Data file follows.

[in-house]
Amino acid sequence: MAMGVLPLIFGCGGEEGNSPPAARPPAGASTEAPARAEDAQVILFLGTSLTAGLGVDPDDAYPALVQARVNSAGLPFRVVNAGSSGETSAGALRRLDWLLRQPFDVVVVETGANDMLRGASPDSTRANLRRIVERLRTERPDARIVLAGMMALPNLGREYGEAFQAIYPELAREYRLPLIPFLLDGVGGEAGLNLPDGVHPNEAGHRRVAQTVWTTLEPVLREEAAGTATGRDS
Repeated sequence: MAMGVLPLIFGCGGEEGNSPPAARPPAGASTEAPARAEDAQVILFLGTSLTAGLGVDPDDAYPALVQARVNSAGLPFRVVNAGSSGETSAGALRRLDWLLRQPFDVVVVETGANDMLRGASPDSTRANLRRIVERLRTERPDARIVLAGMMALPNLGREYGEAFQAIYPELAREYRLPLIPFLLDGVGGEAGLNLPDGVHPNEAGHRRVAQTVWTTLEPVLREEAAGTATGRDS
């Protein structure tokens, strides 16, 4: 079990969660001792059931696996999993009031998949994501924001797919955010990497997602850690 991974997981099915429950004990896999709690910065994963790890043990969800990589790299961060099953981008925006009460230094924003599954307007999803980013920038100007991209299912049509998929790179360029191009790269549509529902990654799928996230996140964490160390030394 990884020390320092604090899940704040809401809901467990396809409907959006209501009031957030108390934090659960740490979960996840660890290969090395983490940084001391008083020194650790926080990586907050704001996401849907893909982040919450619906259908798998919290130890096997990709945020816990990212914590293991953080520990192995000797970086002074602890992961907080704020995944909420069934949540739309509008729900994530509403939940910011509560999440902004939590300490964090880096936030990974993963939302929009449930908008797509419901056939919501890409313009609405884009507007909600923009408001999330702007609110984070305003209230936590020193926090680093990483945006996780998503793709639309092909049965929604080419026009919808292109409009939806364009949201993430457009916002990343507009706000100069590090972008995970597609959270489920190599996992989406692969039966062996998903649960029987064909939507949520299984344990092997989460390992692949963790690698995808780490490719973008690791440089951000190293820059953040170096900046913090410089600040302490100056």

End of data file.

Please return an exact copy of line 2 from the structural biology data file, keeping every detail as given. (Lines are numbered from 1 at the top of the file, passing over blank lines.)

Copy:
Amino acid sequence: MAMGVLPLIFGCGGEEGNSPPAARPPAGASTEAPARAEDAQVILFLGTSLTAGLGVDPDDAYPALVQARVNSAGLPFRVVNAGSSGETSAGALRRLDWLLRQPFDVVVVETGANDMLRGASPDSTRANLRRIVERLRTERPDARIVLAGMMALPNLGREYGEAFQAIYPELAREYRLPLIPFLLDGVGGEAGLNLPDGVHPNEAGHRRVAQTVWTTLEPVLREEAAGTATGRDS